Archbishop should have faced down bullies
After the Abortion referendum, a consensus of sorts developed around the idea that the Catholic Church in Ireland is in ‘a new place’. As two thirds of the voters, most of whom would happily designate themselves as ‘Catholics’, rejected the advice of the Irish Catholic bishops, it seemed an obvious conclusion to draw.
What made it easier was that such a conclusion suited the agenda of a variety of different and very disparate groups, across the broad spectrum of Irish society – from the anti-Catholic hate squad who now had a stick to beat the Catholic Church with in further debates to the very traditional and conservative Catholic pressure groups who want the Catholic Church to become the equivalent of a sect, creating an ultra brand of Catholicism conspicuously and determinedly at odds with the bad, bad world out there.
Suddenly an unexpected consensus had emerged between those whose antipathy to Catholicism led to an effort to undermine the Pope’s visit by applying for tickets to the papal Mass in Croke Park so that fewer Catholics could attend – a strategy described by Taoiseach Varadkar as ‘wrong, petty and mean-spirited’ – and the flaky world of the far reaches of the Catholic press.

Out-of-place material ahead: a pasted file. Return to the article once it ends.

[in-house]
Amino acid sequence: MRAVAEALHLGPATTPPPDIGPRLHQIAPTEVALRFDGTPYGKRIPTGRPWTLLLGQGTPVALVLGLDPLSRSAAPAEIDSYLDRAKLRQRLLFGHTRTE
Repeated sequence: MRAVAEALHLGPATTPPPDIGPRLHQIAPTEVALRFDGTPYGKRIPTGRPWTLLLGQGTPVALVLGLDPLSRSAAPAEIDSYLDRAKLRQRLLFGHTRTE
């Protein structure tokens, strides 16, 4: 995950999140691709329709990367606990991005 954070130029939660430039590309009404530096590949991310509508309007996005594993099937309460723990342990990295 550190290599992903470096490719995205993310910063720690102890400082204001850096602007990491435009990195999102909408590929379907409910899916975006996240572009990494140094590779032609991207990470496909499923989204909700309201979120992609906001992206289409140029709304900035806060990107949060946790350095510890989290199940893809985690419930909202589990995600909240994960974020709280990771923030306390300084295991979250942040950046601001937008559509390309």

The more difficult truth is that the Catholic Church in Ireland is not in ‘a new place’ because of the result of the recent referendum. It’s being there for some time. What’s different now is that we’ve been given strong evidence of where we are. The abortion referendum has just helped us to join the dots.
For some years, possibly decades, we played a silly game. No matter what the evidence suggested, we pretended that really nothing had changed. ‘Denial’ is a technical term for those who can’t see the elephant in the room but this was denial on a grand scale. While the gap between what the Catholic Church said and what people believed was growing ever-wider, while the authority of bishops was diminishing before our eyes, while the scaffolding that held together outdated church structures was collapsing, while so many (and so accurately) pointed to the realities of modern Irish life and their implication for a tired Church, those who inhabited a clerical bubble continued to reassure themselves that there was a turn on the road somewhere just ahead of us when all would be well.
Many didn’t see because they didn’t want to see or couldn’t bring themselves to see. Archbishop John Charles McQuaid when he arrived back from the Second Vatican Council in 1965 memorably reassured the faithful Catholics of Ireland that nothing going on in Rome would upset ‘the tranquillity of your Christian lives’. Now, in retrospect, that comment is widely viewed as wishful thinking. McQuaid imagined that he could keep out the tide of the modern world, but didn’t advert to the influence of education, growing prosperity, television and a desire for personal freedom.